Ontology, Methodology, and the Future of Terrorism Studies
Michael Jensen, START and Jacob Aasland Ravndal, C-REX, University of Oslo
The field of terrorism studies has advanced considerably in recent years, both in terms of the theories that have been developed to explain the causes and consequences of political violence and the empirical evidence that has been used to support causal inferences. However, as the field has evolved, a widening gap has emerged between the ontologies that terrorism scholars embrace and the methodologies that they use to support causal claims. In particular, terrorism researchers have increasingly promoted an ontology of causal complexity; that is, that the nature of causal relationships in the social world are non-linear, multi-causal, interactive, and temporally bound. At the same time, the methods that terrorism scholars have used to support their causal claims are ones that are based on assumptions of causal regularity, where variables are treated as mutually independent and causal effects are assumed to be linear, symmetrical, and additive. The purpose of this paper is to explore the mismatch in ontology and methodology in terrorism studies, gauge the magnitude of the problem, and offer potential solutions. Specifically, we show how the increasing availability of terrorism related data makes it possible to align methodology and ontology in the study of terrorism through the use of methods that are designed to identify causal relationships in complex phenomena.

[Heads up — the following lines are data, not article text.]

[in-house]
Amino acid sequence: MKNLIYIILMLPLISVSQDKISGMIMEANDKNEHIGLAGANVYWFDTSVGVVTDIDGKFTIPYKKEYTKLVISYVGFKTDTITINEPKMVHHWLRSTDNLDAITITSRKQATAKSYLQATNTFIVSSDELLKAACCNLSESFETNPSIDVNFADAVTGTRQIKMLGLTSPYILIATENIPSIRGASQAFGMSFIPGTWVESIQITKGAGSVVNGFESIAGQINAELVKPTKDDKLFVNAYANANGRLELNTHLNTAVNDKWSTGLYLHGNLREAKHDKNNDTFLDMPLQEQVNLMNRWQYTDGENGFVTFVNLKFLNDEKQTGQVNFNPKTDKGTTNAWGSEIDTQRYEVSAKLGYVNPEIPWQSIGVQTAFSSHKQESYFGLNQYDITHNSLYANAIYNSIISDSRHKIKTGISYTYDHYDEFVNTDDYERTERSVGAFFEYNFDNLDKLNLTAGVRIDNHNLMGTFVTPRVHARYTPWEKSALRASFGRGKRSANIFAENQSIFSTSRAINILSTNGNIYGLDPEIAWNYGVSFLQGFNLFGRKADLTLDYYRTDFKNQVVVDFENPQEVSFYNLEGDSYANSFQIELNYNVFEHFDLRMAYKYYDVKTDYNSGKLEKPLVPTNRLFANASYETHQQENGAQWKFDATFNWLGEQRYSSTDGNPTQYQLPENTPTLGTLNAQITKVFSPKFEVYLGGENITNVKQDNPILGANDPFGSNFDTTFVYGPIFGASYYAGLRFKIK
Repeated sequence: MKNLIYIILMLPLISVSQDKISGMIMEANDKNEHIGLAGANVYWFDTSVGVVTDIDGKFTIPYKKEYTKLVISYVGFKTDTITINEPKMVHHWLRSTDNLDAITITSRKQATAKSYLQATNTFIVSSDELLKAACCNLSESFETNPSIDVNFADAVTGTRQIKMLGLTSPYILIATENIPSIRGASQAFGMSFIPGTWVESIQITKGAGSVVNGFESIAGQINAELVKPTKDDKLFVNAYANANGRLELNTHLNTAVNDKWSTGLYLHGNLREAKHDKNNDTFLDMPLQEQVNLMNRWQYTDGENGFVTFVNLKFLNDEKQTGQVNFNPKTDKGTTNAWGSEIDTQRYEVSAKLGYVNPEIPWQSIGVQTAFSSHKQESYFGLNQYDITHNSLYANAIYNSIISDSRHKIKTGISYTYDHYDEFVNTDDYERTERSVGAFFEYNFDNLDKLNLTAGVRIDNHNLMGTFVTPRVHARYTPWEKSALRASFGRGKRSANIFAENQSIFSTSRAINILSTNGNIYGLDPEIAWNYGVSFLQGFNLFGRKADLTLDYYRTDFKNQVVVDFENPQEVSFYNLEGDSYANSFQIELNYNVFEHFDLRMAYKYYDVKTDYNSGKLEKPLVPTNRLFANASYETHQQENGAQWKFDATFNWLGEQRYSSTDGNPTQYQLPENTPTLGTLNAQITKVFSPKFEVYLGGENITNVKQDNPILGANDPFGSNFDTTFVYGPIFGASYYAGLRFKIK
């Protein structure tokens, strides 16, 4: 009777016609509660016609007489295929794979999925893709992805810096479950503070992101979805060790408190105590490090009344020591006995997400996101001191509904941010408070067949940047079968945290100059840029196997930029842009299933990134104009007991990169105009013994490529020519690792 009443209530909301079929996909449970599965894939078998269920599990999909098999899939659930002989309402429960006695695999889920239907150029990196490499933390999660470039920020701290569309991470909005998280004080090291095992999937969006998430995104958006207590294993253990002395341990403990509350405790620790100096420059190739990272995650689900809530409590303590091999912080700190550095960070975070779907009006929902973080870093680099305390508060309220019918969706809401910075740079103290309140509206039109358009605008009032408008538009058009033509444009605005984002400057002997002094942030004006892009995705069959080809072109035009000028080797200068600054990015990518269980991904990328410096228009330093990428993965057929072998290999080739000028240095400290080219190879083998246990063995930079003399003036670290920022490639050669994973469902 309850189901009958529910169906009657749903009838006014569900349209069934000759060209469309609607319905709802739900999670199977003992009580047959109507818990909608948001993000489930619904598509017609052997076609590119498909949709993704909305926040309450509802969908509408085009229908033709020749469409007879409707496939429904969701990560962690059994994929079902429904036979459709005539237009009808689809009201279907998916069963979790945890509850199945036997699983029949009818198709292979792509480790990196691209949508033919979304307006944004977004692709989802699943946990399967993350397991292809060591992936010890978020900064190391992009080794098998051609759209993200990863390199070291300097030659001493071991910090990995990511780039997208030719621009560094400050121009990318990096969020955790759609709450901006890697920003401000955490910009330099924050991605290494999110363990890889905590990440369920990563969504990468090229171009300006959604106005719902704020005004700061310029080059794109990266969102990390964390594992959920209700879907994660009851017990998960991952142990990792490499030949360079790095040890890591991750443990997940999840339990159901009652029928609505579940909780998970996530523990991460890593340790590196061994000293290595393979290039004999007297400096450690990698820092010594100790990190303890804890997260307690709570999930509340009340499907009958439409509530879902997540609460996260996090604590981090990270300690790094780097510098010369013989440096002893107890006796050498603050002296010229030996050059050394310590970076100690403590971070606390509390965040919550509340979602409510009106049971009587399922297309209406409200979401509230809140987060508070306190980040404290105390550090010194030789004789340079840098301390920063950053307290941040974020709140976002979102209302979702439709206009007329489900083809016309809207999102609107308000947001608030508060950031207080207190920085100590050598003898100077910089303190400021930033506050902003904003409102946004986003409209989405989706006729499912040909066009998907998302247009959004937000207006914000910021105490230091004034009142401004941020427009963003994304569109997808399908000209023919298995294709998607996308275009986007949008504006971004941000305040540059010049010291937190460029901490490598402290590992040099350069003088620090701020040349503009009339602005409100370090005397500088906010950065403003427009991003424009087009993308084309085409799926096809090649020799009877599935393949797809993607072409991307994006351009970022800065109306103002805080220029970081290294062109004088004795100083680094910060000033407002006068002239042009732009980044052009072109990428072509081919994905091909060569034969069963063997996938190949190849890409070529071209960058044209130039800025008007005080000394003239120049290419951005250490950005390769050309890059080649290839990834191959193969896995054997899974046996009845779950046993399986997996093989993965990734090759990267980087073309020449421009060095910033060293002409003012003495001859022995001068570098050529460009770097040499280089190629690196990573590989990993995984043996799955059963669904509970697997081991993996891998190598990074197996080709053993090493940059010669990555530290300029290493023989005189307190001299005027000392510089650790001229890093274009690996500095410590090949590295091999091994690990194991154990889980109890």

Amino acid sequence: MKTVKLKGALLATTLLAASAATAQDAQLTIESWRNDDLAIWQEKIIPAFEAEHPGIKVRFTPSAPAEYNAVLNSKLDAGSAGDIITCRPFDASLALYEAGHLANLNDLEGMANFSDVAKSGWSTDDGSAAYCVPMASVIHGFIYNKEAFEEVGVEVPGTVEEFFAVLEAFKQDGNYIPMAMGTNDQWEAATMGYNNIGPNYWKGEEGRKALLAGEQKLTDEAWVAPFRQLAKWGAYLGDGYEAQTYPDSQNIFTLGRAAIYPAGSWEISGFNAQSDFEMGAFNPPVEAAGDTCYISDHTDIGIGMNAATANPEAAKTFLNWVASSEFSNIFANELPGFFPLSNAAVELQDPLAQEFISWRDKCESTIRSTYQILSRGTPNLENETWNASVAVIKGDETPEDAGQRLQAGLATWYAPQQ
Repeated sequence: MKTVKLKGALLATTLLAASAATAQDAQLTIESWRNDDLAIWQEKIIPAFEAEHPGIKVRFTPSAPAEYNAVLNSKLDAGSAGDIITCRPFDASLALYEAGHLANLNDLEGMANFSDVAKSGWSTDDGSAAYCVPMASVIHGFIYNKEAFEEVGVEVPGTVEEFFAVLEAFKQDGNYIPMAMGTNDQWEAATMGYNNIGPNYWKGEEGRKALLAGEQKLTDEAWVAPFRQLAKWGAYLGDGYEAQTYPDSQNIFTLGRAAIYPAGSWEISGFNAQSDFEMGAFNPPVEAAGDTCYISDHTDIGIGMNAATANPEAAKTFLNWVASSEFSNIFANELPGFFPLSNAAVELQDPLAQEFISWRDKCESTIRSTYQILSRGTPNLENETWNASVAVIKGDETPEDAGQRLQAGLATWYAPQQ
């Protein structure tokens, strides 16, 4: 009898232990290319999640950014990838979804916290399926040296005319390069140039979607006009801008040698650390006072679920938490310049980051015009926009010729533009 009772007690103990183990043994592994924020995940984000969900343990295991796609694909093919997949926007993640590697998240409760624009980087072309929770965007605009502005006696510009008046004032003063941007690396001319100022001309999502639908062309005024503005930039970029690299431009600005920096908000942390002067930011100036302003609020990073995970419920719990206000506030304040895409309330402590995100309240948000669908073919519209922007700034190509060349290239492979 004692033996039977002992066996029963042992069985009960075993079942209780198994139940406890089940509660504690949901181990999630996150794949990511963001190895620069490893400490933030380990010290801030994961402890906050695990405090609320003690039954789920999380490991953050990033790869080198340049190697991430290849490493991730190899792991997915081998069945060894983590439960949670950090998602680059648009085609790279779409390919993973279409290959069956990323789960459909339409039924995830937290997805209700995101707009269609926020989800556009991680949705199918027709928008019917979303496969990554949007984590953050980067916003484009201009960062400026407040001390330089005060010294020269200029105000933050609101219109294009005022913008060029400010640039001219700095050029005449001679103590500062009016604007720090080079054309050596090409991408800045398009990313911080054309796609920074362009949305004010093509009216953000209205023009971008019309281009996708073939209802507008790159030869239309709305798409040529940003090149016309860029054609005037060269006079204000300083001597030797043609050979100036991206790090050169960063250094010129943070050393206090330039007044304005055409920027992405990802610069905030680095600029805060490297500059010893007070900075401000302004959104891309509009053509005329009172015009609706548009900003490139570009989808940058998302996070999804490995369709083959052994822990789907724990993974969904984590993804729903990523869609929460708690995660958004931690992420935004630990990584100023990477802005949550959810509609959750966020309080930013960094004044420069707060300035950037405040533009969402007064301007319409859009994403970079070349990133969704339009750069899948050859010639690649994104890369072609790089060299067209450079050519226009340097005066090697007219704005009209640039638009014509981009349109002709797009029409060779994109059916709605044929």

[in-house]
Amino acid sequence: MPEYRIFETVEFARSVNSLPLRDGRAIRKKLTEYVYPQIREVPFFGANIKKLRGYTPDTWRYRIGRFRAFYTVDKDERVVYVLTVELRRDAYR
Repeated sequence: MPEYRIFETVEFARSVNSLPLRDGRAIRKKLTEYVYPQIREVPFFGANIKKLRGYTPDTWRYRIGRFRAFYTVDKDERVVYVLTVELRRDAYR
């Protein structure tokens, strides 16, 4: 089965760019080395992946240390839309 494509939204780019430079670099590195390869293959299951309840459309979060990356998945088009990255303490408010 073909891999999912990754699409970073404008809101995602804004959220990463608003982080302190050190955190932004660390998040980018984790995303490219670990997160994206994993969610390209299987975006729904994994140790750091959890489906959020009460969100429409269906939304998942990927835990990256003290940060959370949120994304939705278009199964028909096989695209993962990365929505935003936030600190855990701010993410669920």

Theory building in Terrorism Studies. Challenges of interdisciplinary inquiry
Asta Maskaliūnaitė, Baltic Defence College
Now that there is an increasingly widespread recognition that we do have enough data for analysis of terrorism, the other question – what theories can we use to assess terrorism? – becomes of utmost importance. Theories provide the necessary frameworks for assessment of data, allowing to differentiate the important from the white noise. Unfortunately, terrorism studies cannot pride itself with having developed too many theories or schools of thought. Indeed, the studies have been characterised by descriptiveness and shallowness as discussed by the scholars themselves (see Stampnitzky 2016, assessments of the field by Silke 2004, 2009, etc. and recent evaluations by Schuurmann 2018). A look at the courses taught and the books published also confirms tendency – few courses concentrate on theories of terrorism and the first book with a title Theories of terrorism only appeared in 2018. While there are many reasons for this state of affairs, the aim of this paper is to assess the role that interdisciplinarity. It will be suggested that while it was long lauded as an ideal to strive for in social sciences, interdisciplinarity poses great challenges for the development of theories as they tend to be compartmentalized in the neat boxes of the existing disciplines.